Sunday 8 November 2015

Uncovering the world of James Bond at the International Spy Musuem

Last week, James Bond returns in his 24th movie installment named SPECTRE. Daniel Craig reprises James “blonde” for the 4th time continuing 007's reboot adventures since Casino Royale in 2006. SPECTRE is now showing in Malaysian cinemas nationwide since 5 November 2015.

Official synopsis:
A cryptic message from the past sends James Bond (Daniel Craig) on a rogue mission to Mexico City and eventually Rome, where he meets Lucia (Monica Bellucci), the beautiful and forbidden widow of an infamous criminal. Bond infiltrates a secret meeting and uncovers the existence of the sinister organisation known as Spectre. Meanwhile back in London, Max Denbigh (Andrew Scott), the new head of the Centre of National Security, questions Bond's actions and challenges the relevance of MI6 led by M (Ralph Fiennes). Bond covertly enlists Moneypenny (Naomie Harris) and Q (Ben Whishaw) to help him seek out Madeleine Swann (Lea Seydoux), the daughter of his old nemesis Mr White (Jesper Christensen), who may hold the clue to untangling the web of SPECTRE. As the daughter of the assassin, she understands Bond in a way most others cannot. As Bond ventures towards the heart of SPECTRE, he learns a chilling connection between himself and the enemy he seeks, Ernst Stavro Blofeld (Christoph Waltz).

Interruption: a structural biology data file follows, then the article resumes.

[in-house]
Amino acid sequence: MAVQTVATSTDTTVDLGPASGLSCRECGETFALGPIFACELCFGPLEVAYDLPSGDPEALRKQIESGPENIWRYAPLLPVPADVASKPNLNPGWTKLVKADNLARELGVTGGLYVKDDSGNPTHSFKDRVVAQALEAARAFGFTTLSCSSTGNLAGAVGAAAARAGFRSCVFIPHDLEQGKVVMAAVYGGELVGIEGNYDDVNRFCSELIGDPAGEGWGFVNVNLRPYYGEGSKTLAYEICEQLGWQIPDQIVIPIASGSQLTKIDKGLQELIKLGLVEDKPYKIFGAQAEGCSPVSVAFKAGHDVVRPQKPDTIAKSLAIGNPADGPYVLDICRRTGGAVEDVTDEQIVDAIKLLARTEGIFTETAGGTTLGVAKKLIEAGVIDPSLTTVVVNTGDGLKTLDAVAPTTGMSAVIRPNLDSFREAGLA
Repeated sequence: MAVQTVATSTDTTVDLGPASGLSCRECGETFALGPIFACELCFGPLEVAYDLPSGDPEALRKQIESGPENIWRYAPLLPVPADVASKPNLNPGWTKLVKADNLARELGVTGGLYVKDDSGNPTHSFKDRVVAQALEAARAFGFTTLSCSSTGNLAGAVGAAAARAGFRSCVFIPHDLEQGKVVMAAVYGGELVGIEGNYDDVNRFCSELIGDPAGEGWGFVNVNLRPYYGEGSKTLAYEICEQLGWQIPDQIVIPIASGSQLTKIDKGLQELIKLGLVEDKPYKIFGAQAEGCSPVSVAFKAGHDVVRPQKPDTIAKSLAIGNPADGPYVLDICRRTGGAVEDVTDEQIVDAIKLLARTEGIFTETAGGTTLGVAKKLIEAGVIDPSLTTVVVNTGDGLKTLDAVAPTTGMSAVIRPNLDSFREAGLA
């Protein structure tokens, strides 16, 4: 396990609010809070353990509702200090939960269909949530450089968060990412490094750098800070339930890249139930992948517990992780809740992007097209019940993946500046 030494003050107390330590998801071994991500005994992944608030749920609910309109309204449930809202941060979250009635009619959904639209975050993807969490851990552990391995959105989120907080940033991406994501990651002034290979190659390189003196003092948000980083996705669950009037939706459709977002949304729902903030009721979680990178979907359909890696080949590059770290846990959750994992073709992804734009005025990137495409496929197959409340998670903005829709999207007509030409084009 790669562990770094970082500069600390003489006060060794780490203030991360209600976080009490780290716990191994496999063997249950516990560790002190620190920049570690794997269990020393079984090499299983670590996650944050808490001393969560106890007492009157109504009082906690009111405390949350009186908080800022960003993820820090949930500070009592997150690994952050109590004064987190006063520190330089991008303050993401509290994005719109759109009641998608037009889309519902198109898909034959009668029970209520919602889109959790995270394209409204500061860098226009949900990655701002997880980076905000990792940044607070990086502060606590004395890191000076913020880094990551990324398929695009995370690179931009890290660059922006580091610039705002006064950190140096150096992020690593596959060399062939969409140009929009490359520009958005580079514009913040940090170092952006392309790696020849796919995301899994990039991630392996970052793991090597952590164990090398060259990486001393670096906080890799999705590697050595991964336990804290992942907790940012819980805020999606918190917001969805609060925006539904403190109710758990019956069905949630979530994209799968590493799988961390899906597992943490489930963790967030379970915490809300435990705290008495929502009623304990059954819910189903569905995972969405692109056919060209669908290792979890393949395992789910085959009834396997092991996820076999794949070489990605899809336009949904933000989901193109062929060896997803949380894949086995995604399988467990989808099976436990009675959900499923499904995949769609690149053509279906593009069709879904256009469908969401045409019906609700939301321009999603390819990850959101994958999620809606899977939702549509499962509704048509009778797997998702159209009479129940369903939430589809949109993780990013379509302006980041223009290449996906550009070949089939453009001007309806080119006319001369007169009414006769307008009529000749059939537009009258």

Fans of WWE and Guardians of the Galaxy will be delighted to see Dave Bautista starring as Hinx, Spectre's new uber-henchman.

In the inaugural introduction of Ian Fleming's James Bond during the Cold War era, SPECTRE (Special Executive for Counter-intelligence, Terrorism, Revenge and Extortion) is a fictional global criminal syndicate and terrorist organization led by evil genius and supervillain Ernst Stavro Blofeld; source Wikipedia. The international organization first formally appeared in the novel Thunderball (1961) and in the film Dr. No (1962). SPECTRE is not aligned to any nation or political ideology. SPECTRE began in the novels as a small group of criminals but became a vast international organization with its own SPECTRE Island training base in the films. SPECTRE was last featured in Bond 7, Diamonds are Forever, by Sean Connery in 1971. Now almost half-a-century later in Bond 24, SPECTRE has been rebooted into the digital era and raises interest to compare what aspects will be carried over from the original incarnation.